In Chapter 1, "Man in the Garden," Phillips begins with Genesis 2 as the foundational chapter in Scripture to describe four essential things about man. First, man is a spiritual creature, uniquely created with "hands-on" care. Second, man was "put in the garden, into the world of covenantal relationships and duties, in order to gain and act out his God-given identity there." Third, man was put in the garden to be a lord and servant. Fourth, man was to obey God by working and keeping. In summary, "That is the Masculine Mandate: to be spiritual men placed in real-world, God-defined relationships, as lords and servants under God to bear God's fruit by serving and leading."
Chapter 2, "The Masculine Mandate," introduces us to the masculine mandate of working and keeping. To "work" is to cultivate, build, and grow. Whereas to "keep" is to protect, stand up to, and keep safe all that the Lord has put under our care.
In Chapter 3, "Man's Sacred Calling to Work," Phillips develops a good biblical purpose of work. Since we are made for work, "we are able to enjoy work and find a significant part of our identity in it. In fact, as we keep work in proper balance, retaining our primary identity in Christ, God wants us to invest significant passion in our work and find true meaning in it." Phillips provides helpful questions and expands on them to consider regarding our work:
* Does this work glorify God?
* Does it benefit my fellow man?
* Do I consider myself called to this work, or can I at least do it well and find enjoyment in that?
* Does it provide material needs?
* Does it permit me to lead a godly and balanced life?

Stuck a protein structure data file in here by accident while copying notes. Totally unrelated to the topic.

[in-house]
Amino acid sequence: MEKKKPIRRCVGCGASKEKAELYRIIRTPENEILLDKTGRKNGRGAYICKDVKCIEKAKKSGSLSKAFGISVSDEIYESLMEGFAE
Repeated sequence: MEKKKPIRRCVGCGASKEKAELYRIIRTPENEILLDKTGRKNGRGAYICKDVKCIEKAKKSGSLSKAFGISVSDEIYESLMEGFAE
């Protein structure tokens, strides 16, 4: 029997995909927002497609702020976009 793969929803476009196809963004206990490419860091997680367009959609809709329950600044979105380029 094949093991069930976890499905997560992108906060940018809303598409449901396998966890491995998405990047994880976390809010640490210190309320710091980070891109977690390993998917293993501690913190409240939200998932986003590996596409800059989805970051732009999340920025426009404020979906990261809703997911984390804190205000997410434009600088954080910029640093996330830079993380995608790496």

The author then ends the chapter on what it looks like to please the Lord in our work.
Chapter 4, "Man as the Image of God," is about what it means to bear God's image. While the image of God in our lives has been marred and damaged by sin, men who have been redeemed from sin through Jesus Christ have been freed from the bondage of self to live for the glory of God in all things. Therefore, for the Christian man, his chief end in life and his fondest desire is that others would see something of the glory of God - His mercy, His faithfulness, His power, His grace - in him.
In chapter 5, "Man as Shepherd-Lord," Phillips describes what biblical leadership for a man looks like. It is by God's design that lordship, or leadership, is intrinsic to the male calling in the world. Even though there is a leadership crisis in America today, men are still called to lead. The author writes, "If there is one image in the Bible that sums up God's model for leadership, it is that of the shepherd watching over, protecting, and leading his flock of sheep."
Chapter 6, "God's Astonishing Design for Marriage," begins by recognizing how little most men know about marriage, how it is design by God, or what its purpose is to be in our lives. Men were designed incomplete. Only a woman, our wife, can complete us, for she is good for our physical, emotional, spiritual, and sexual well-being. She is the one companion who fulfills God's intention in our lives. Phillips describes the wife as a suitable helper who is equal in worth as the man, yet she is different. The author also shows us how the Bible teaches the husband how to love his wife.
In chapter 7, "Marriage Cursed and Redeemed," Phillips teaches how sin corrupted what was good. Yet, through Christ, marriages can have renewed hope and redemption. The author writes, "God has cursed the marriage relationship with a poisonous desire for control by the woman and a self-absorbed focus outside the relationship by the man." The good news is that the Christian couple who is forgiven and sanctified by God in Christ, are able to show compassion, kindness, humility, meekness, and patience toward one another.